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Knowledge gaps in our perceptual model of Great Britain's hydrology

Research output: Contribution to Journal/MagazineJournal articlepeer-review

  • Thorsten Wagener
  • Simon J. Dadson
  • David M. Hannah
  • Gemma Coxon
  • Keith Beven
  • John P. Bloomfield
  • Wouter Buytaert
  • Hannah Cloke
  • Paul Bates
  • Joseph Holden
  • Louise Parry
  • Rob Lamb
  • Nick A. Chappell
  • Matthew Fry
  • Gareth Old
Article numbere14288
<mark>Journal publication date</mark>13/07/2021
<mark>Journal</mark>Hydrological Processes
Issue number7
Number of pages13
Publication StatusPublished
<mark>Original language</mark>English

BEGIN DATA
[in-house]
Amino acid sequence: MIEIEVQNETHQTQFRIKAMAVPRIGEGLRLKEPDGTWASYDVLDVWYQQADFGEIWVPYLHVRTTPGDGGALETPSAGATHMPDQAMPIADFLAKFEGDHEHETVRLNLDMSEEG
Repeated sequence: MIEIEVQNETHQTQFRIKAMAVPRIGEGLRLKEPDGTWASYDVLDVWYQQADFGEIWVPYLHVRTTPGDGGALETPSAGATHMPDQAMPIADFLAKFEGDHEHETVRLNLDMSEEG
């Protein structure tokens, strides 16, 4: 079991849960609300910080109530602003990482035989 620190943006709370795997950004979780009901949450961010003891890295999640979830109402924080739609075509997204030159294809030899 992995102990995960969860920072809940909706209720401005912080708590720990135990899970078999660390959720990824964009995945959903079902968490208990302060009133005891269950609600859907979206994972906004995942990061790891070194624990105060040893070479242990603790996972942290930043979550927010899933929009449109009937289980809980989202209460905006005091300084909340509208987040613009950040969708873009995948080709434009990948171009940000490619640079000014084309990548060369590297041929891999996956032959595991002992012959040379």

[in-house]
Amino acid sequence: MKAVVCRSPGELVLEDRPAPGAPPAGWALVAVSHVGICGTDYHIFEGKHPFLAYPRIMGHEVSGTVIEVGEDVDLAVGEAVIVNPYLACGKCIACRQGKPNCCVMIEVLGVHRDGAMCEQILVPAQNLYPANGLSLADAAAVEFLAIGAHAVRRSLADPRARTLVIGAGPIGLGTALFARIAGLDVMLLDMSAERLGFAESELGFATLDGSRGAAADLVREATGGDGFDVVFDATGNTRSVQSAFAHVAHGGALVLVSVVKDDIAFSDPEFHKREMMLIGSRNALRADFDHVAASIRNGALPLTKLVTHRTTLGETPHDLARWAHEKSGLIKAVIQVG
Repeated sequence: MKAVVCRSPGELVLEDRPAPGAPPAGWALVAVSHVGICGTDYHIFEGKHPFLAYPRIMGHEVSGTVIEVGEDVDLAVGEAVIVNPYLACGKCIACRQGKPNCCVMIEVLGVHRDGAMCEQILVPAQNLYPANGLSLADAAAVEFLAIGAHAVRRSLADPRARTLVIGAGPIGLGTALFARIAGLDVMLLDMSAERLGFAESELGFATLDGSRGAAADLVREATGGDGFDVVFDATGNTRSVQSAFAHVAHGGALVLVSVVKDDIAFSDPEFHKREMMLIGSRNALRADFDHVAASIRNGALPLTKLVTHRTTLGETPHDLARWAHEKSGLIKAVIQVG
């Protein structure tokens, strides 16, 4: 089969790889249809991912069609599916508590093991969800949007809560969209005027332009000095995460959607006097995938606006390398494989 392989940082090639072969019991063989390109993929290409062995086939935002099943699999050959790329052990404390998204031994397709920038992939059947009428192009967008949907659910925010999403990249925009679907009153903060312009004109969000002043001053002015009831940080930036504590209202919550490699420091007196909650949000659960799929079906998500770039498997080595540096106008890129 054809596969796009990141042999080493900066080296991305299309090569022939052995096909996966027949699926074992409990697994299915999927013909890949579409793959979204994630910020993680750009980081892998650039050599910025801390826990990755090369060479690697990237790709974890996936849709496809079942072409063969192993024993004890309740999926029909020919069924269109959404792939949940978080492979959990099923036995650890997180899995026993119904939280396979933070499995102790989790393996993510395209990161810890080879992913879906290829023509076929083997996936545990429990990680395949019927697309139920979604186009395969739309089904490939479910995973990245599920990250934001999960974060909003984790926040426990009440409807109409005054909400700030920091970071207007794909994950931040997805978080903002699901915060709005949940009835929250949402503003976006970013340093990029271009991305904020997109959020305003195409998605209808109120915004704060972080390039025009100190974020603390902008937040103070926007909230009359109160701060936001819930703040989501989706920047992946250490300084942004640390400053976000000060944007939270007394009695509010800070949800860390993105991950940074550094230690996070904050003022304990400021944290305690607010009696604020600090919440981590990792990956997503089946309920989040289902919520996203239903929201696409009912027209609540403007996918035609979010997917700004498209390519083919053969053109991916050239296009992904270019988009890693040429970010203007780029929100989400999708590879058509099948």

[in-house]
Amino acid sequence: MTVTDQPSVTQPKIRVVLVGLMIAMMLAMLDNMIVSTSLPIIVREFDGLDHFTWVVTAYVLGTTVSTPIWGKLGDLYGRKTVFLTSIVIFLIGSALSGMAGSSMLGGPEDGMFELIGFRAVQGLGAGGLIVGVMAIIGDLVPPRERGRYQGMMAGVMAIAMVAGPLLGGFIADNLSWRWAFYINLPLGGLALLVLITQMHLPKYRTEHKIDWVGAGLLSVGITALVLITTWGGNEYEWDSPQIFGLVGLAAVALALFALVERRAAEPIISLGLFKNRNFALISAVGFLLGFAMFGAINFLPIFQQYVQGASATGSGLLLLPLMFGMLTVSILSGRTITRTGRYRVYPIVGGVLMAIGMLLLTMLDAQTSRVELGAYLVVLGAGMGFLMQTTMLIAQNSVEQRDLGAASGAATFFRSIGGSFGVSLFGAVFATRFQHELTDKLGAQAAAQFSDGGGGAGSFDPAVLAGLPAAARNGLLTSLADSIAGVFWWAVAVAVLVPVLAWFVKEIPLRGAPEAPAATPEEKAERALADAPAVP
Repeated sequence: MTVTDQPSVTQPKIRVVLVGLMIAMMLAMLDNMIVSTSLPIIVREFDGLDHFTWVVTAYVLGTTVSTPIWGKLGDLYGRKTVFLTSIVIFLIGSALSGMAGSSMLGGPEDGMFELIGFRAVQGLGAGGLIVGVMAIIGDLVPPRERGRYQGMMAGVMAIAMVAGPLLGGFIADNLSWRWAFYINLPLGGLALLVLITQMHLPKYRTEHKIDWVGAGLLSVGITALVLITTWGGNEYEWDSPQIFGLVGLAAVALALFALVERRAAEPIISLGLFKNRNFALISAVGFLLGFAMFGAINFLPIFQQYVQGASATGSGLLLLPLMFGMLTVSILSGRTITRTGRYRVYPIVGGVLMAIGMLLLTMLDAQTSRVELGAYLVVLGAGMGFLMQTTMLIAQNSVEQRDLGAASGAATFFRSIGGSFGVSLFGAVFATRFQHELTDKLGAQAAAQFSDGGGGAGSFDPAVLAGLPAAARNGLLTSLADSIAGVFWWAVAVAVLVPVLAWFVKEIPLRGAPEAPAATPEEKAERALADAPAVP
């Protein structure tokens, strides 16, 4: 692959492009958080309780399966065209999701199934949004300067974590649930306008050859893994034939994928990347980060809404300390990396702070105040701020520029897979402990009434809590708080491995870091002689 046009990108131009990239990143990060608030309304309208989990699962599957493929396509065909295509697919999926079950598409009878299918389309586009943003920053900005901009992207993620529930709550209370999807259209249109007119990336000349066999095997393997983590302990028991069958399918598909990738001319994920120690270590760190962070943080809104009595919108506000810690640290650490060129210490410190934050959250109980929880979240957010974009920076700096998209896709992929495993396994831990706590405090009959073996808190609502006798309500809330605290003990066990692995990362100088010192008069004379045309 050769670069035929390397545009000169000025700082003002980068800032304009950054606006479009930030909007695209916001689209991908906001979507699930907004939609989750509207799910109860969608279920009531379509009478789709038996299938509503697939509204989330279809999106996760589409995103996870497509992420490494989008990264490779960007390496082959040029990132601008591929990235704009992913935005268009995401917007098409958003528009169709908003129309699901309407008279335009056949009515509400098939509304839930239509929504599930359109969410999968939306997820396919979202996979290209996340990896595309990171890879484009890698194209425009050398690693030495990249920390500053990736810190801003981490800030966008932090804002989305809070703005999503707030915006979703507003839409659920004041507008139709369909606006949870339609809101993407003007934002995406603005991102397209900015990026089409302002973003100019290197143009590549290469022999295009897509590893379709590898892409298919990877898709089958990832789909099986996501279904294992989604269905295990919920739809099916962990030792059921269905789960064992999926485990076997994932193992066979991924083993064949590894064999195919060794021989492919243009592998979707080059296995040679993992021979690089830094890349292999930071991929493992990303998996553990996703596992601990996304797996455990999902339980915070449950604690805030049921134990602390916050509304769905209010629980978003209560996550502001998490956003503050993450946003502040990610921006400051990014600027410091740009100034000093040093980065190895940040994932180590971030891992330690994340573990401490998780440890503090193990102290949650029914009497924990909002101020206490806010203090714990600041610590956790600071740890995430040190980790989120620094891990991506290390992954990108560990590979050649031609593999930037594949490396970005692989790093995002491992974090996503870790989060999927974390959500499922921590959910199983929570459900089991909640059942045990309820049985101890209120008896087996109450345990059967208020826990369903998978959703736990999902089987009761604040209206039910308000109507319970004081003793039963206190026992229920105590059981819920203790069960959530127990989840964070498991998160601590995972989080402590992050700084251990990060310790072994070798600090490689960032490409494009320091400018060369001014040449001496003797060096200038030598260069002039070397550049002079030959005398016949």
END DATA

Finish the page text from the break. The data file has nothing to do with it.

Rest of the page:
Abstract There is a no lack of significant open questions in the field of hydrology. How will hydrological connectivity between freshwater bodies be altered by future human alterations to the hydrological cycle? Where does water go when it rains? Or what is the future space–time variability of flood and drought events? However, the answers to these questions will vary with location due to the specific and often poorly understood local boundary conditions and system properties that control the functional behaviour of a catchment or any other hydrologic control volume. We suggest that an open, shared and evolving perceptual model of a region's hydrology is critical to tailor our science questions, as it would be for any other study domain from the plot to the continental scale. In this opinion piece, we begin to discuss the elements of and point out some knowledge gaps in the perceptual model of the terrestrial water cycle of Great Britain. We discuss six major knowledge gaps and propose four key ways to reduce them. While the specific knowledge gaps in our perceptual model do not necessarily transfer to other places, we believe that the development of such perceptual models should be at the core of the debate for all hydrologic communities, and we encourage others to have a similar debate for their hydrologic domain.